The smart cute girl with the driving ambition to dominate the fashion space for young affluent people.

The ideas behind the actual startups were all derivative and mostly trivial …

  • A “me too” used car listing service that screen-scraped (or api'd) and re-purposed the intellectual property of other companies for its own advantage. While there were a few nice sort features, there was nothing new, proprietary or sustainable about this project.
  • A fashion site that would place fashion in the context of actual events – a site for those wondering what to wear for a particular event. Nothing new, proprietary or sustainable.
  • A goal motivation tool that hooked you up with a paid “buddy” who holds you to account for your goals. Nothing new, proprietary or sustainable.
  • A scale device that was coupled with an iPhone to provide input to a system that would show you if your efforts were extending your life. Nothing new or sustainable. In fact one shoe manufacturer is said to be putting strain gauges in its shoes to allow your weight to be transmitted to your smartphone. Obsoleting the idea of a clunky platform coupled with a smartphone.

How it ended …

The cute girl reporter came across as a narcissistic drama queen bitch  -- easy on the eyes, but totally untrustworthy. Whether this is true in real life is debatable because of the compressed time frame and extensive editing of the program.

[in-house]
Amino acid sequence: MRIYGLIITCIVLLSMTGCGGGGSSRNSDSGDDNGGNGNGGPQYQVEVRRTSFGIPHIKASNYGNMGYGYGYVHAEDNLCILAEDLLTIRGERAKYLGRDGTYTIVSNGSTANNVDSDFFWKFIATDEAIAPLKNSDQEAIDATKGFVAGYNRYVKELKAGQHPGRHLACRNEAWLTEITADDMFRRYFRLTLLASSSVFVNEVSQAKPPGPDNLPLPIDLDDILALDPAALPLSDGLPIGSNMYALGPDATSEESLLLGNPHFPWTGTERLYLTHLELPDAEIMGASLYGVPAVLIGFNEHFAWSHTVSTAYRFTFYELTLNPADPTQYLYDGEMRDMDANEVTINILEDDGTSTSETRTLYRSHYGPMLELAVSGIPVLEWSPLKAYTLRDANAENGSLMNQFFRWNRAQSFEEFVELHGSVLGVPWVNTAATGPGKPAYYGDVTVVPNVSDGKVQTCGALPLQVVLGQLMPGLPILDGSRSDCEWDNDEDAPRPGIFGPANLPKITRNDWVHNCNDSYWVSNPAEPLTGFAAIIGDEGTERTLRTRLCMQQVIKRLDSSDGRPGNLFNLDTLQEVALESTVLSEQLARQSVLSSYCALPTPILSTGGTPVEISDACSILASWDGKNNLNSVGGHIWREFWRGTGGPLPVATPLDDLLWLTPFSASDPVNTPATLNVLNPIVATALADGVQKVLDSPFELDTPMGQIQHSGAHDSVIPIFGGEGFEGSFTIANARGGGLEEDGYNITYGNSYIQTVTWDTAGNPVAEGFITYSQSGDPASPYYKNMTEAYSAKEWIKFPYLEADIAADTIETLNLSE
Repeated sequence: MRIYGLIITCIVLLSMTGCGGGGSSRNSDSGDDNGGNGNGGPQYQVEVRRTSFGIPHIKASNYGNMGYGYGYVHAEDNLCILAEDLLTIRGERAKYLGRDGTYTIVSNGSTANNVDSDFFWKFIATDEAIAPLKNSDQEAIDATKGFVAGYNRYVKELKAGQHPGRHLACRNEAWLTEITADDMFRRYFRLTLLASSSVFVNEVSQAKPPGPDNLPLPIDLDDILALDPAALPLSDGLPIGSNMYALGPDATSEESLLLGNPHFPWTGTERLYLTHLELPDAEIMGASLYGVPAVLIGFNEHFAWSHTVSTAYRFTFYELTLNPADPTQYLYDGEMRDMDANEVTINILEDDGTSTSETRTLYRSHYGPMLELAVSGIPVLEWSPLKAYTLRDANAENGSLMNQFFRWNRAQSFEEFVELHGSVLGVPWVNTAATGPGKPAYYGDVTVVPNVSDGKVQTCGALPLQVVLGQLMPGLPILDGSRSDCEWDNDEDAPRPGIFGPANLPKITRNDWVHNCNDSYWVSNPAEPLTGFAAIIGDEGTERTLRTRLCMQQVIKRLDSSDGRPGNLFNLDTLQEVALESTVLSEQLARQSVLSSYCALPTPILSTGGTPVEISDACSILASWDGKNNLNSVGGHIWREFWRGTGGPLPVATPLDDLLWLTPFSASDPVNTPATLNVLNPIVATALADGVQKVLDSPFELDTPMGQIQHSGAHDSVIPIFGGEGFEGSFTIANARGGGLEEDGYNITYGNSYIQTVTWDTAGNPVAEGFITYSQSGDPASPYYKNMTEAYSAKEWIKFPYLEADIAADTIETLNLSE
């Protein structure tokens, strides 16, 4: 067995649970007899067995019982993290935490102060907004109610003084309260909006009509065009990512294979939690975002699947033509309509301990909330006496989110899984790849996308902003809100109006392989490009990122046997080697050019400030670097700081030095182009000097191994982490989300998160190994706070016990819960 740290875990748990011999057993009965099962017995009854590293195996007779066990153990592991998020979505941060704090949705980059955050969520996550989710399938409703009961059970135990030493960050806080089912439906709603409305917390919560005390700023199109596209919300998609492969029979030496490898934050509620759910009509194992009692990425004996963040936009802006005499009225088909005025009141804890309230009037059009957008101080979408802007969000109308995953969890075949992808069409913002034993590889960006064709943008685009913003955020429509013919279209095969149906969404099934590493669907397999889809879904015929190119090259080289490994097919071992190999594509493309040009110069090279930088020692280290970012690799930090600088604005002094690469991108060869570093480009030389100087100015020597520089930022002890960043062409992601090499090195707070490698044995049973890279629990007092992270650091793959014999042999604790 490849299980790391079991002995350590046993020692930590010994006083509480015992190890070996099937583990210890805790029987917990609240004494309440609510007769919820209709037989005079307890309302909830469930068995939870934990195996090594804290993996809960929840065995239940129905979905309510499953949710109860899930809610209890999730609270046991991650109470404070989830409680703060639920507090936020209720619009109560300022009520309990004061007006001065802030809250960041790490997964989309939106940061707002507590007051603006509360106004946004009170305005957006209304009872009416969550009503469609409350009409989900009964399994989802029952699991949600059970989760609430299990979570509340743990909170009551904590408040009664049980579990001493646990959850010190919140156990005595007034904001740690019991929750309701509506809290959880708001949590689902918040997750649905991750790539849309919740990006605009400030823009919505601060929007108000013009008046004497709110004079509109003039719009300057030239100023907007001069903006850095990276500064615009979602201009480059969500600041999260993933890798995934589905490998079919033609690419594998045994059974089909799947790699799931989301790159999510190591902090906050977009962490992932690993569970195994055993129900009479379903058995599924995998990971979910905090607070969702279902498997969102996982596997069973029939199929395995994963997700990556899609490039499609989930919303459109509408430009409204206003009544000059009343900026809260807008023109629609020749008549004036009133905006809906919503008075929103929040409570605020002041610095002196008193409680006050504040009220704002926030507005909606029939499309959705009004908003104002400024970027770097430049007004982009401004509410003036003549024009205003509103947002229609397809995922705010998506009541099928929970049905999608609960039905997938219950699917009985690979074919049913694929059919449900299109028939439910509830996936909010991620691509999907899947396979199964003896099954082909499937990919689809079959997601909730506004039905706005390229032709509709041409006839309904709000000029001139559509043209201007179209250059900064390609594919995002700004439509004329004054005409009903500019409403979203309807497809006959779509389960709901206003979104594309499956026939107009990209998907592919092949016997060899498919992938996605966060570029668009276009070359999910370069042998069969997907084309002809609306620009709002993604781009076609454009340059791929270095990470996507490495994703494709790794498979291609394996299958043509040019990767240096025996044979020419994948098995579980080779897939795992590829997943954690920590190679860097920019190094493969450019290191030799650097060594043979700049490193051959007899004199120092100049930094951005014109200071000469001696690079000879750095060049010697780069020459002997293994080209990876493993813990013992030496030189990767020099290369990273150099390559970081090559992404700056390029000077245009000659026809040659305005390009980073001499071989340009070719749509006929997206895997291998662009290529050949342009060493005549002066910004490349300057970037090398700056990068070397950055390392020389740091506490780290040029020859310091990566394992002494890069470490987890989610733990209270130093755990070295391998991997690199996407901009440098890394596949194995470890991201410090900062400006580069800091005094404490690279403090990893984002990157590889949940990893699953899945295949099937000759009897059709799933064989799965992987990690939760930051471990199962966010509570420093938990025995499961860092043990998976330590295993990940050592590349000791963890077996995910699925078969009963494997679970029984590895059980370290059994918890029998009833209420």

The gay guy launches his company and now awaits the possibility of monetizing his efforts. He appears to be the closest thing to a hard-working real entrepreneur.

The smart and cute fashionista (my personal favorite as an EILF) is moving out of the Silicon Valley to New York – having discovered that New York, not California, leads the fashion parade. Her  web site is nothing spectacular and is looking for sign-ups for the beta launch.

The guys with the car listing service have, according to the press release, have been “acqui-hired” by Facebook. In the Valley, the term actually applies to a larger company acquiring a smaller company to hire their people.  In this case the term is totally bogus -- the people were hired by Facebook, run by the executive producer’s brother, which did not acquire the company. The company was put up for sale and eventually acquired by another company; coincidently as they were being threatened by another fabled success story for appropriating their copyrighted content.

The Brits keep doing what they are doing – seeking OPM to build-out their own dreams.

Bottom line …

Impressive people with unimpressive ideas attract capital and support based on nothing more than the “story” and the promise of a golden future. With most of their efforts failing to impress anyone and everybody moving on to the next idea and venture. The encapsulated story of the dot com boom and bust.

In some ways, these people are con-artists. Convincing investors to fund their lifestyles and dreams based on little more than a biography and a pitch-deck.(PowerPoint presentation to sell investors on investing.) But we all do what we must to succeed.

With all of the drama and the lack of actual results, perhaps this program should have been called: "Startups: Silly-CON Valley."

-- steve

“Nullius in verba.”-- take nobody's word for it!

“Beware of false knowledge; it is more dangerous than ignorance.”-- George Bernard Shaw